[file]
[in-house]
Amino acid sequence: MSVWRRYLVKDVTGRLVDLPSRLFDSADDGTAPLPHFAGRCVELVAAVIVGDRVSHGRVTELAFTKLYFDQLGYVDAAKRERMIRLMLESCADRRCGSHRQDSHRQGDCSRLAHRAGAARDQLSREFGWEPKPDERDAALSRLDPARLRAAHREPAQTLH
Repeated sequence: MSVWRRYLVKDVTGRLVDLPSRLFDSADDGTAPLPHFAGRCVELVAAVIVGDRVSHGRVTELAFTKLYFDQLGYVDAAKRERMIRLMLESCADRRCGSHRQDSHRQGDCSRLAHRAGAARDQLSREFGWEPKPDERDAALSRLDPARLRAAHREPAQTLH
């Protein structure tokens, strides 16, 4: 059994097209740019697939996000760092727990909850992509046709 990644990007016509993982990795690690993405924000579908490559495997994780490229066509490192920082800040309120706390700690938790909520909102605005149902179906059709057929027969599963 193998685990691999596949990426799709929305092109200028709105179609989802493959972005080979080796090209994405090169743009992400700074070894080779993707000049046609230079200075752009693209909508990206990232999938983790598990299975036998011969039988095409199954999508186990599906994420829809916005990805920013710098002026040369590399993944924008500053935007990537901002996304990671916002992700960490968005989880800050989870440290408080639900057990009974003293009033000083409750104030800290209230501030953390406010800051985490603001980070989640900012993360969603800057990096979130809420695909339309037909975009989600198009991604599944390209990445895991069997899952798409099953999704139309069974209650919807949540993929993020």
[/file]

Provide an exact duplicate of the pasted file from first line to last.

[in-house]
Amino acid sequence: MSVWRRYLVKDVTGRLVDLPSRLFDSADDGTAPLPHFAGRCVELVAAVIVGDRVSHGRVTELAFTKLYFDQLGYVDAAKRERMIRLMLESCADRRCGSHRQDSHRQGDCSRLAHRAGAARDQLSREFGWEPKPDERDAALSRLDPARLRAAHREPAQTLH
Repeated sequence: MSVWRRYLVKDVTGRLVDLPSRLFDSADDGTAPLPHFAGRCVELVAAVIVGDRVSHGRVTELAFTKLYFDQLGYVDAAKRERMIRLMLESCADRRCGSHRQDSHRQGDCSRLAHRAGAARDQLSREFGWEPKPDERDAALSRLDPARLRAAHREPAQTLH
């Protein structure tokens, strides 16, 4: 059994097209740019697939996000760092727990909850992509046709 990644990007016509993982990795690690993405924000579908490559495997994780490229066509490192920082800040309120706390700690938790909520909102605005149902179906059709057929027969599963 193998685990691999596949990426799709929305092109200028709105179609989802493959972005080979080796090209994405090169743009992400700074070894080779993707000049046609230079200075752009693209909508990206990232999938983790598990299975036998011969039988095409199954999508186990599906994420829809916005990805920013710098002026040369590399993944924008500053935007990537901002996304990671916002992700960490968005989880800050989870440290408080639900057990009974003293009033000083409750104030800290209230501030953390406010800051985490603001980070989640900012993360969603800057990096979130809420695909339309037909975009989600198009991604599944390209990445895991069997899952798409099953999704139309069974209650919807949540993929993020």